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Daily Practice – Day 8

31 Mar

wow-coolDay 8 – It’s almost 10:00am here in the mountains.  The sky is calm and clear and a budding spring sun is growing brighter as the day unfolds.  It’s Sunday.  My husband is still sleeping and my son is in his room listening to a book on tape (yes, we still have tapes and a tape player :) and working on a project.  I’m sitting in the quiet of the living room looking out our north facing picture window to the mountain ash berry tree in the front yard, bare bones stark against the blue expanse of sky painted above.  I just got done sitting and as I look out onto the day I shirk back.

My husband struggles with depression, which means our whole household struggles with depression.  When someone in our close family has a difficulty it is not an isolated event that pertains only to their well being but to the well being of the whole family.  While the winter months are not the cause of his depression it certainly gets much worse through the darker, colder time of year.  It has only been in the last couple of years that I have developed more understanding about what he’s going through and how it impacts everything he does.  Depression lies in his ancestry and is a deep root.  Thay (Thich Nhat Hanh) often talks about our inherited seeds that are passed down through many generations and how we need to be aware of and take good of them in order to transform them.

It is easy to throw words around without thinking much about their meaning or impact.  Depression is one of those words that has been watered down and its meaning diluted.  “Oh, I’ve had such a crappy day I’m so depressed,” or, “I can’t believe the store is out of chocolate ice cream, that is so depressing.”  So in a way it makes sense that when a person is actually struggling with depression it can be challenging to identify it and understand just what that means.  However in my deepening understanding I will say that I feel more powerless.  I know that while I can support his path I cannot do the work for him that is necessary to strengthen his mental health and well being.  And with it affecting the household as much as it does it makes it extremely difficult to not want more control over the situation.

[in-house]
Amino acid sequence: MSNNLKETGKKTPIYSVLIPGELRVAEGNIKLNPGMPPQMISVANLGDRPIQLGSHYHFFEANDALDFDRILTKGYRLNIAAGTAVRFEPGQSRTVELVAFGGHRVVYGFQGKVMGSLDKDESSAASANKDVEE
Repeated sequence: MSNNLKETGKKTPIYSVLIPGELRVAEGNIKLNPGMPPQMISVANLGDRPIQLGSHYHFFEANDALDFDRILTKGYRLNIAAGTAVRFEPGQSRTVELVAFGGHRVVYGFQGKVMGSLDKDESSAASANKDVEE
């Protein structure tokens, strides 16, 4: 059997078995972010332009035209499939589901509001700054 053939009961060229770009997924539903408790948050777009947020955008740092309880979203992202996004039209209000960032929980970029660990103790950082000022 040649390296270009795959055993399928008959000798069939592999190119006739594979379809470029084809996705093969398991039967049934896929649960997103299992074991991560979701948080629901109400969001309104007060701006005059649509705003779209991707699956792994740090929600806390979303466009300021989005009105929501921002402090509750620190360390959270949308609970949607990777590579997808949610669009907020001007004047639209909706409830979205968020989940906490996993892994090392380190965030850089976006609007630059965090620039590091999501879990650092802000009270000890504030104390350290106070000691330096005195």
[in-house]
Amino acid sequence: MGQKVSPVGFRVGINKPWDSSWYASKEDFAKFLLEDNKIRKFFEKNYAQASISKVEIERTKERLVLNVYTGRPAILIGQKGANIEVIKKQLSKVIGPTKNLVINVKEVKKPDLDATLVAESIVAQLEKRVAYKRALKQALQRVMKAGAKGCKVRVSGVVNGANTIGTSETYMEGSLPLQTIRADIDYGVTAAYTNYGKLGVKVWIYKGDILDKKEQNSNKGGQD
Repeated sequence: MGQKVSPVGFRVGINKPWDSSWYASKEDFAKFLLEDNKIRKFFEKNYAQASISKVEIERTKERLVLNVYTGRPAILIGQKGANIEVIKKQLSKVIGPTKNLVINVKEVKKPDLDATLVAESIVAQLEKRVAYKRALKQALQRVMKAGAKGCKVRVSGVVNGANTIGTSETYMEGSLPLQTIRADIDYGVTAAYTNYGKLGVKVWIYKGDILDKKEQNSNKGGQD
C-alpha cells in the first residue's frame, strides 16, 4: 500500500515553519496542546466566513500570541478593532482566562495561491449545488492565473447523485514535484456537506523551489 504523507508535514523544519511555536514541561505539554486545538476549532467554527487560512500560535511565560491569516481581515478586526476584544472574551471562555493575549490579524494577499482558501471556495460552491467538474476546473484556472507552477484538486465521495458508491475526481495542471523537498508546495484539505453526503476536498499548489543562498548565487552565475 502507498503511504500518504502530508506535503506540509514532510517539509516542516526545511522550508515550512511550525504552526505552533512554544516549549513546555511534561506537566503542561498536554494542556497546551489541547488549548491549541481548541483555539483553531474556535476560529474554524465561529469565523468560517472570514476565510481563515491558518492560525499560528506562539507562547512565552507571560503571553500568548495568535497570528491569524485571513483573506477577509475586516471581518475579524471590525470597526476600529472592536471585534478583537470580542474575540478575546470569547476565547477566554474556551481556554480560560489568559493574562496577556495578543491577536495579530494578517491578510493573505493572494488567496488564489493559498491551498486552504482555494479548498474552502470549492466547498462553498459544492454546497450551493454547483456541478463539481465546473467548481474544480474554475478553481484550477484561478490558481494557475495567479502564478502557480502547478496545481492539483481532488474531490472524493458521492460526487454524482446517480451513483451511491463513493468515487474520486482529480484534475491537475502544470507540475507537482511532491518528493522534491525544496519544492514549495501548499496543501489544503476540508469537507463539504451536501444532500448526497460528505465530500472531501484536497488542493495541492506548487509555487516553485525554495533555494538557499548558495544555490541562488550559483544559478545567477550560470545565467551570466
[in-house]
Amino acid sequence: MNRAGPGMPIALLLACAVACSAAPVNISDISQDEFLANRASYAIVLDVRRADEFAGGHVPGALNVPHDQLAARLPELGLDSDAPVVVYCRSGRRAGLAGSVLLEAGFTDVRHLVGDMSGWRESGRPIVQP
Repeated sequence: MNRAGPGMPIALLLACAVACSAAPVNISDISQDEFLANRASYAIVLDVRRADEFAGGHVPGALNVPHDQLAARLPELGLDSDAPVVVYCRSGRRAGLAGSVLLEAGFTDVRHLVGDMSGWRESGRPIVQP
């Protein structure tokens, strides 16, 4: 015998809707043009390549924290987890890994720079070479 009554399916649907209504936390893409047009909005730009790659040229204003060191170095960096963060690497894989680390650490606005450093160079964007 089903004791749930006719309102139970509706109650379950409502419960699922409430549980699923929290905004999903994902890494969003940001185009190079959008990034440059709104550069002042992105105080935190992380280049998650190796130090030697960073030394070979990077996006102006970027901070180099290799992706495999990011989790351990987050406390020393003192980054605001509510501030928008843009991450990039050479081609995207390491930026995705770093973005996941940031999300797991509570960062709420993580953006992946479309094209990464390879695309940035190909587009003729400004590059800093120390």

At 33 years old I struggle with chronic pain from a nerve disease called CRPS (or RSD) that resulted from an injury I had in 2005.  I’m on disability and work hard everyday to manage my physical pain.  It has been a long road and still continues.  With the strength of my mindfulness practice and my determination to not let my pain define me as a person I am committed to taking good care of myself.  I’m the only one that can truly take care of myself.  Others can of course help support my journey and my community of friends and family are vital to my overall heath and happiness but ultimately if I am not invested in my own well being and putting forth the responsibility, effort and diligence to practice self-care then transformation is not possible.

Some days his depression is like carrying around a bag of rocks everywhere I go.  Today is one of those days.

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1 Comment

Posted by on March 31, 2013 in 21 Days of Sitting

 

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One response to “Daily Practice – Day 8

  1. joansheski

    April 1, 2013 at 3:54 pm

    Breathing with you
    thinking how it is hard for me to break the chains of depression with thinking, but I can get relief with doing – digging trenches around the fruit trees and watering them – making a hive box in case the bees decide to swarm – that’s a carpentry project and I am glad we have lots of tools and wood.
    Thinking how it is hard to break the chains of physical pain with activity – some yoga stretches help me a lot though. Then too I talk to my hip: What do you want? Why are you keeping my attention, distracting me?

    To not think or feel so that I can send energy into the universe, even for a few seconds, is one of my meditative goals. When beginning the practice over forty years ago, depression in the form of family members being angry with each other and me filled my mind like a war zone. But I had begun to be a watcher, not a victim or participant. Now I’m not even a watcher; instead the intonations of OM sound in my mind while I attend to the simplicity of measuring and cutting pieces of wood that will make the bees comfortable.

    Looking forward to tonight’s meditation circle!

     

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